Bonus Factor: New Adult

Jenna Rink dancing to Thriller from movie 13 Going on 30

Alex is 21 and Henry is 23, so this is not technically a young adult book, but their respective ages meant the pressure to fulfill adult responsibilities, both

to the throne and to the American political system, was a bit heavier, which added a dramatic tension that might not have been present if they were still teenagers.

Factor: Politics

Roll of "I voted" stickers with American flag design

Depending on your view of politics, this could be a bonus factor or an anti-bonus factor. With Alex’s mother the first female POTUS, elected in 2016 after Obama in this alternate universe, and with an upcoming election, there’s no escaping politics in this book. At times, it feels a bit like an escapist fantasy, at others, a nightmare.

Relationship Status: My Forever Choice

Book, from page one, I knew you were the one for me. You could break me out of the slumpiest book slump, keep me up all hours of the night, make me laugh, cry, swoon. You have it all, and I want you to be mine forever—no matter the international political consequences.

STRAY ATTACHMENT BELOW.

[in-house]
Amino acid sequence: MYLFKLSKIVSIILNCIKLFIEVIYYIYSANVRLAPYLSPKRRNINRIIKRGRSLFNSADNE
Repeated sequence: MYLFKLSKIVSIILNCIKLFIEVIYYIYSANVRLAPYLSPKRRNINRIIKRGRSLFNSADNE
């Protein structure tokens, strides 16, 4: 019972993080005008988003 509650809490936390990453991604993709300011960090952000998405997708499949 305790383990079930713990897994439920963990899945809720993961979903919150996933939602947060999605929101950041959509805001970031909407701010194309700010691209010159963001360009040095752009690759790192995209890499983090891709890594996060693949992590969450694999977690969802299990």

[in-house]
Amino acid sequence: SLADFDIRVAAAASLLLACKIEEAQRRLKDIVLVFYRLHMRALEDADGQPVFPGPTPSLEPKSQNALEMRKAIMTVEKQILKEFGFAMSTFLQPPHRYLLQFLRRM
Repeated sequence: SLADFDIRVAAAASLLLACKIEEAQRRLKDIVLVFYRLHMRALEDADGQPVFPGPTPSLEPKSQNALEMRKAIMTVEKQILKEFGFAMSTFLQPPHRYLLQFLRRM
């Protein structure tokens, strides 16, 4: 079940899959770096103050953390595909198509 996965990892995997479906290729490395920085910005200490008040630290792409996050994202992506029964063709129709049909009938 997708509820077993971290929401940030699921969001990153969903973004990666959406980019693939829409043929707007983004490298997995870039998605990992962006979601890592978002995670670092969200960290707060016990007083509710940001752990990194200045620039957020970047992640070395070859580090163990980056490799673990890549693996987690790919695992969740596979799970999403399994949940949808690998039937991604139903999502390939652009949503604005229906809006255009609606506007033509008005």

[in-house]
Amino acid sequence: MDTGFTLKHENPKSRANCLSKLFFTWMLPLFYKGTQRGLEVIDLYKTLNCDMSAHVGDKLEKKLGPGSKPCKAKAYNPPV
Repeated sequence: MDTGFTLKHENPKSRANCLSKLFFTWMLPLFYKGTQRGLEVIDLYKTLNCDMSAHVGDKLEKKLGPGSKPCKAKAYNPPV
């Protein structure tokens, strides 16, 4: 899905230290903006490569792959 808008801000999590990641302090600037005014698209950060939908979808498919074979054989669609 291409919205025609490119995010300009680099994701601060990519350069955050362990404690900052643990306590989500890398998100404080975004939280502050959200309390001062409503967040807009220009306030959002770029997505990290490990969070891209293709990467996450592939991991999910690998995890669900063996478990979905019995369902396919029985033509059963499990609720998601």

FTC Full Disclosure: This review was originally posted on Kirkus Reviews in exchange for monetary compensation, which did not affect or influence my opinions. Red, White & Royal Blue is available now.

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Rosemary lives in Little Rock, AR with her husband and cocker spaniel. At 16, she plucked a copy of Sloppy Firsts off the "New Releases" shelf and hasn't stopped reading YA since. She is a brand designer who loves tiki drinks, her mid-century modern house, and obsessive Google mapping.